Dysregulation of epigenetic mechanisms is known to play important roles in the development and progression several disease states including cancer, autoimmune, neurological and inflammatory disorders. In cancer alone, high frequency mutations in sixty epigenetic regulatory proteins have been identified. Like genome sequencing, epigenetic information can be elucidated across the entire genome and profiling can be used to find epigenetic abnormalities that cause or correlate with disease. Computational integration of genome-wide genetic and epigenetic profiles (epi-genotyping) has enabled identification of novel disease subgroups, with pediatric neuro-oncology being a notable example. Developing a systems solution that facilitates integration of epigenetic data sets is key to enabling personalized medicine solutions for pathologies with epigenetic dependencies. Chromatin immunoprecipitation (ChIP) is the primary method for genome-wide mapping of DNA associated proteins. In contrast to the tremendous advances in DNA sequencing technologies, which are approaching the $1,000 genome, ChIP has only had incremental improvements in work flow, reduction of background and sample size requirements. This SBIR Fast Track proposal intends to develop Epi-Seq, a high throughput multiplexing ChIP-Seq platform to map functional alterations in the epigenome on a scale and time frame suitable for clinical and drug screening applications. With automation compatibility in mind, Epi-Seq combines sample preparation and solubilization of fixed chromatin using PIXUL, a 96-well plate sonicator capable of shearing 96 chromatin samples in less than 30 minutes, with Transposase- Assisted Multiplex ChIP-Seq (TAM-ChIP) to functionally annotate the entire genome in a high throughput format. Multiplexing is achieved with a panel of recombinant AbFlex ChIP-qualified antibodies targeting various hallmark features of the epigenetic landscape, each of which has been conjugated to a transposase- compatible barcoded oligonucleotide via site-directed conjugation. Phase I feasibility will use PIXUL from human and mouse tissues in Aim1 and compare TAM-ChIP enabled AbFlex antibodies for key DNA binding proteins and histone PTMs in traditional and TAM-ChIP-seq methods. Phase II product development efforts will optimize TAM-ChIP target multiplexing in Aim 3 and Aim 4 efforts will adapt current workflows for automation compatibility such that a hands-free ?sample-to-sequence? workflow is achieved. Phase II efforts will conclude with alpha-testing by independent laboratories whose feedback will be integrated into subsequent commercialization efforts by Active Motif. Epi-Seq is an enabling technology with potential accelerate development of epigenetic diagnostics, prognostic and therapeutics for diverse human pathologies and will be offered both as a contract service and as a product, sold independently or bundled with the PIXUL instrument.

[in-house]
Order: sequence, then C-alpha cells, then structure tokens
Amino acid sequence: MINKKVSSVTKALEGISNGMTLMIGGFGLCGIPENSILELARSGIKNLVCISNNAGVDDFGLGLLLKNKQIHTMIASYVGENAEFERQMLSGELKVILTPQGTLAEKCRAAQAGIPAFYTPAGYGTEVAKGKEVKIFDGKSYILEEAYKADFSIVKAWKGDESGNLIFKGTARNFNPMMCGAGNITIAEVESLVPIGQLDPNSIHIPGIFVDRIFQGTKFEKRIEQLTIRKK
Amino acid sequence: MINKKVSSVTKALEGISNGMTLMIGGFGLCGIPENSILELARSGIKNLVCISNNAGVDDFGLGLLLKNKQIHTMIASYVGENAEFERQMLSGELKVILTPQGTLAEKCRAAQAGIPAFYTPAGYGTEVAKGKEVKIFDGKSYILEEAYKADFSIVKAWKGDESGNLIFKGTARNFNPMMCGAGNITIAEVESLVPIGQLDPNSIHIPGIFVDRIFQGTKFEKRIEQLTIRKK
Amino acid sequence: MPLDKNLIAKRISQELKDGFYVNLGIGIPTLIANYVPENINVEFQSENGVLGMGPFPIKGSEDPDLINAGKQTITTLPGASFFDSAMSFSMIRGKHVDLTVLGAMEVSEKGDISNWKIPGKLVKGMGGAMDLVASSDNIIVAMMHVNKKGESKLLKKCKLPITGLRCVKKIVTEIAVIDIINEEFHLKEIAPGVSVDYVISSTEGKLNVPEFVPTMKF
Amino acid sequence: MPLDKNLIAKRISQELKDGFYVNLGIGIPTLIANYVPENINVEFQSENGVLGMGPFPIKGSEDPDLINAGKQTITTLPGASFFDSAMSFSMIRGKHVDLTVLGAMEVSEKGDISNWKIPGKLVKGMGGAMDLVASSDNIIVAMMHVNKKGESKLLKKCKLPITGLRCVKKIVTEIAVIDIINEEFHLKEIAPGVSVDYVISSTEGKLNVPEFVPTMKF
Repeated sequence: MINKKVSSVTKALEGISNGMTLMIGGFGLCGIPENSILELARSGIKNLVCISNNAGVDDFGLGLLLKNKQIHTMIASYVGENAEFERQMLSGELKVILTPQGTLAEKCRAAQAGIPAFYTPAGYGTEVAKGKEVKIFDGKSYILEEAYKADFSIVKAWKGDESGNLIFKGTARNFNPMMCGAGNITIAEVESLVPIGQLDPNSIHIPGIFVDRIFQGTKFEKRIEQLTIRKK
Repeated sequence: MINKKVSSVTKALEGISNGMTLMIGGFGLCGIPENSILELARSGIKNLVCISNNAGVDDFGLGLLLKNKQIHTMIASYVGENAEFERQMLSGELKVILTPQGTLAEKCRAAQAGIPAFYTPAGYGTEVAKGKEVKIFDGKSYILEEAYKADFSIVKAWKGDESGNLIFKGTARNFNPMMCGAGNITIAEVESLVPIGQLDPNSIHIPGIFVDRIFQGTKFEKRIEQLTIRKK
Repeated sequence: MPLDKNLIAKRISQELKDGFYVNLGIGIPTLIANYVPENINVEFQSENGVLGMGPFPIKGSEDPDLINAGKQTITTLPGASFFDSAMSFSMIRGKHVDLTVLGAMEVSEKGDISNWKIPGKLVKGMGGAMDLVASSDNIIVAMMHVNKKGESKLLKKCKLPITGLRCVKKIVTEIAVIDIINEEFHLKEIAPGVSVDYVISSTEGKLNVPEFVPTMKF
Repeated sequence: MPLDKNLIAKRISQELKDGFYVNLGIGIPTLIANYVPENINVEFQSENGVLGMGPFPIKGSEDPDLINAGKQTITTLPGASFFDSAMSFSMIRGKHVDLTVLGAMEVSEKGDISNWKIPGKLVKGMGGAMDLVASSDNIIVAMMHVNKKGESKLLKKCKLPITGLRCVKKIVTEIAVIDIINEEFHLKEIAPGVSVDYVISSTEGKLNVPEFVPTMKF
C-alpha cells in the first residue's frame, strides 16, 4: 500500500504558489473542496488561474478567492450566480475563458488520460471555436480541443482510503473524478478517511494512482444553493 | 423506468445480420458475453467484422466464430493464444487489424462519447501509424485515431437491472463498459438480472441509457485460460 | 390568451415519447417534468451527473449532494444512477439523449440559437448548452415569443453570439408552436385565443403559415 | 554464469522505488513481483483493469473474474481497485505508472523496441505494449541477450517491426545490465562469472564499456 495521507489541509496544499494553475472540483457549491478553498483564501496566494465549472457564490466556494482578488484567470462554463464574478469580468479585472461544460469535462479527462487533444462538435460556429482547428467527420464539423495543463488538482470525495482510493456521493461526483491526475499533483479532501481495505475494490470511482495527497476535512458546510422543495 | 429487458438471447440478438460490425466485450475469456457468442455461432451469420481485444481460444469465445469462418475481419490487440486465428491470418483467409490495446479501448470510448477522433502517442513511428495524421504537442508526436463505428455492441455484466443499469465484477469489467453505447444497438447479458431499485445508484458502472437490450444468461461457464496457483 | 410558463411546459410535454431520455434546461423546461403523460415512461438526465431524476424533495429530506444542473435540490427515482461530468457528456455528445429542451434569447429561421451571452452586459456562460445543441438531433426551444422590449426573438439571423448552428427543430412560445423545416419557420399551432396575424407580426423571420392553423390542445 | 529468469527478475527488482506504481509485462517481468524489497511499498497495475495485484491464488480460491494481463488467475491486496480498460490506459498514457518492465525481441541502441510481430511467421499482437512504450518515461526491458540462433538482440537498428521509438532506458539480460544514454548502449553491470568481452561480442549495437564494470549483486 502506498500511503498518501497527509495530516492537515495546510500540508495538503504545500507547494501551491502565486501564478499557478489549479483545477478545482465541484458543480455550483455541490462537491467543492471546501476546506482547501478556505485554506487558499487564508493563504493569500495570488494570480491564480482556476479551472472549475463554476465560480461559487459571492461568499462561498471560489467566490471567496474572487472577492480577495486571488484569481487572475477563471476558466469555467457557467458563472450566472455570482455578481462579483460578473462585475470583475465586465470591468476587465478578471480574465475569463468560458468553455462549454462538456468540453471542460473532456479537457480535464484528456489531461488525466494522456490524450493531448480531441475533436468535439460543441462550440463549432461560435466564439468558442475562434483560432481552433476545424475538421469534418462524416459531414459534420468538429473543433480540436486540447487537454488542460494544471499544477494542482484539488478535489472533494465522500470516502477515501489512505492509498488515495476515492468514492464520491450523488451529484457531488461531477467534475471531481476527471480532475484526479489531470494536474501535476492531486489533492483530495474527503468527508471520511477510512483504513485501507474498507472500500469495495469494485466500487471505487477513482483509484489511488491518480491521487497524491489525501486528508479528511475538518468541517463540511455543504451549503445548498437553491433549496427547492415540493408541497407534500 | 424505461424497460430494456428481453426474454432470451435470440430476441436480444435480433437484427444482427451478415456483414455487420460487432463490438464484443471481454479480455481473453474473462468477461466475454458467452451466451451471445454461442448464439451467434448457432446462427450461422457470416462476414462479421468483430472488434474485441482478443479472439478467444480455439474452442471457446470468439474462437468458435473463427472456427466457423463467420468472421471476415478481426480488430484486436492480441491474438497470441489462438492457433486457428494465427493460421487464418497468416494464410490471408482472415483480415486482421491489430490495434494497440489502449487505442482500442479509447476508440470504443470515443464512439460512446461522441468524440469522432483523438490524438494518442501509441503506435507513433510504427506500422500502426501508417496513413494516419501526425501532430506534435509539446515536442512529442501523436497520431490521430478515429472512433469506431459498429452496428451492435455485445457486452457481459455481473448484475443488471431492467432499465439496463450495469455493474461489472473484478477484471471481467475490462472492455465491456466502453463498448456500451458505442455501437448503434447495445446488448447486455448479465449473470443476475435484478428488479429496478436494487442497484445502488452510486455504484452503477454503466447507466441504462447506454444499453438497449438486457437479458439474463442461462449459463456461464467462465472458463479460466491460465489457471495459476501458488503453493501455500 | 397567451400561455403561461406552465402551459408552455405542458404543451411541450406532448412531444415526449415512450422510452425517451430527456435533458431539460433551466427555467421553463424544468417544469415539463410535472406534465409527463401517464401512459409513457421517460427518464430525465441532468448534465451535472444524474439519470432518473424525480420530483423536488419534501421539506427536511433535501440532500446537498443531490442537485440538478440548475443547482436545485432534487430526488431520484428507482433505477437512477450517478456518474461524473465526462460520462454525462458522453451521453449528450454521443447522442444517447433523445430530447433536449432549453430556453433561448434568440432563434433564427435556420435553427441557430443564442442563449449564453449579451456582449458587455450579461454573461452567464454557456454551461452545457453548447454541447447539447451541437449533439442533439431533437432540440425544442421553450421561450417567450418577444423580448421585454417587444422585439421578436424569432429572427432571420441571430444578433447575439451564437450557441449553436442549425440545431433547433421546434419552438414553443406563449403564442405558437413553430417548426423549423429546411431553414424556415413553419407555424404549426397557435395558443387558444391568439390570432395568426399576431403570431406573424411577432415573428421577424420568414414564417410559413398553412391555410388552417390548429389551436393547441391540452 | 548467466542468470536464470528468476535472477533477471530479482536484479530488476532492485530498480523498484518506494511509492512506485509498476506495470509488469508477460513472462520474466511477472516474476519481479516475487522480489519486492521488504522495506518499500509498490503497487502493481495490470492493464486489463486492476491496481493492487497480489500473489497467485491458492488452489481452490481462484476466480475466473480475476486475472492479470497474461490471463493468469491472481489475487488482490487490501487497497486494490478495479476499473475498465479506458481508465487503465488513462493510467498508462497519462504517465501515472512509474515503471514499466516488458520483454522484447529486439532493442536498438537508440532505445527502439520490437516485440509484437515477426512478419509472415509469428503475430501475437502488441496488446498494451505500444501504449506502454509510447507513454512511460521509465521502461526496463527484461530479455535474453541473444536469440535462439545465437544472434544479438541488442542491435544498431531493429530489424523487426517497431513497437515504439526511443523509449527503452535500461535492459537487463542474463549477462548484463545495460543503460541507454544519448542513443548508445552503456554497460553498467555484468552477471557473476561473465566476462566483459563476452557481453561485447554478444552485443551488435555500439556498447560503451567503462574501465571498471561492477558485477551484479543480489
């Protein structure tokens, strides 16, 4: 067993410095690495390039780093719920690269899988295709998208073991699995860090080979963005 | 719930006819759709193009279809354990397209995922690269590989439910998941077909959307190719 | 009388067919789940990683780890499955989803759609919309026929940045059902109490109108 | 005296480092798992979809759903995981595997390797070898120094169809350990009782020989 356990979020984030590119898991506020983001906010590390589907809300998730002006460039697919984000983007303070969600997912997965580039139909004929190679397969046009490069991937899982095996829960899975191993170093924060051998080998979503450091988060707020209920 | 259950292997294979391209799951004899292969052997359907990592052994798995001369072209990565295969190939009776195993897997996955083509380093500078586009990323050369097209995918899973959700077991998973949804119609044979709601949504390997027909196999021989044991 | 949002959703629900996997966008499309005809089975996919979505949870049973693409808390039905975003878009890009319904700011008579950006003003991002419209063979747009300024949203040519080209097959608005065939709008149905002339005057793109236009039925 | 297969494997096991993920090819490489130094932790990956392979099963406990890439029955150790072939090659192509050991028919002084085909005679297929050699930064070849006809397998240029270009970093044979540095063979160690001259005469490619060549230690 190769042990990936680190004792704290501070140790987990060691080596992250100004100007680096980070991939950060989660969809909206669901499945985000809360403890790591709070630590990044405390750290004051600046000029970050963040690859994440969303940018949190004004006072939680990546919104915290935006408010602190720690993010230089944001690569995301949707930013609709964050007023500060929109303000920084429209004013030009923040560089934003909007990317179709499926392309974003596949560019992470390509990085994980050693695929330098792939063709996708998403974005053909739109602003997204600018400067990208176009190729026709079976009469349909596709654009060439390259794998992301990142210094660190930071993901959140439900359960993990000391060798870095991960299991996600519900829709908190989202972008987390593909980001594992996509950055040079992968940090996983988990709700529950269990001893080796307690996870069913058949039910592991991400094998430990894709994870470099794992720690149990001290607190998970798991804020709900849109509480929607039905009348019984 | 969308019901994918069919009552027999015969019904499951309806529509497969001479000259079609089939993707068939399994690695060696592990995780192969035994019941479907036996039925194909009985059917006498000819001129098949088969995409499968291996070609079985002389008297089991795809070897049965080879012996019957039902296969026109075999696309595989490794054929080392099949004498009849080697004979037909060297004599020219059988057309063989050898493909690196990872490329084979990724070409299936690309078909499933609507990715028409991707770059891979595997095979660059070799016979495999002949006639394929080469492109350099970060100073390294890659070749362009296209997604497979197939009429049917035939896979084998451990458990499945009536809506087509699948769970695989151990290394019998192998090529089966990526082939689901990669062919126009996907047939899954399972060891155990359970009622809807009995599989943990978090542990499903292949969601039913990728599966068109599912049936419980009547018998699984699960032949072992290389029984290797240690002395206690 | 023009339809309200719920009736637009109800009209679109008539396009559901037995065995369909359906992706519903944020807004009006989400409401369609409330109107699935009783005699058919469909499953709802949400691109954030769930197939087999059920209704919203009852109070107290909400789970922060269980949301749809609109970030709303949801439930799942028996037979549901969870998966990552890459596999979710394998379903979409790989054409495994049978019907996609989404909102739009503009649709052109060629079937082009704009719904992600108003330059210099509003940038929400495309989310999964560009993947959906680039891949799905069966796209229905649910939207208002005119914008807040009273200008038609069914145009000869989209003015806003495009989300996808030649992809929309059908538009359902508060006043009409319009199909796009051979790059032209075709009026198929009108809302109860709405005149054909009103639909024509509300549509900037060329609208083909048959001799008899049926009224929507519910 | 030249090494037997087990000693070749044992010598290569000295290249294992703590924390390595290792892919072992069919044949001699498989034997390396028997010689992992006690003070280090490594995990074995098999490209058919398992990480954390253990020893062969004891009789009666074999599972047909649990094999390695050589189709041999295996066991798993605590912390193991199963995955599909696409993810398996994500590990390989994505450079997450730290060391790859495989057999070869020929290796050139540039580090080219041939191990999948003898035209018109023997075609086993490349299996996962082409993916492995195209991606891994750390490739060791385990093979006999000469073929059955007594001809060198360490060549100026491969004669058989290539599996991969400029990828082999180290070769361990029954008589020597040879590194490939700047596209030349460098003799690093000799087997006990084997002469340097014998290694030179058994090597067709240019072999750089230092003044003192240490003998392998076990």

ChIP (chromatin immunoprecipitation) is the keystone method for epigenetics, defined as regulatory mechanisms which affect heritable changes in cellular phenotypes independent of DNA sequence. This SBIR Fast Track proposal describes development of Epi-seq, an automation compatible systems solution which streamlines ChIP, enabling simultaneous interrogation of multiple targets and provides for integration of complex bioinformatic datasets. This technology will simplify epigenetics, and will accelerate its adoption in drug discovery and personalized medicine.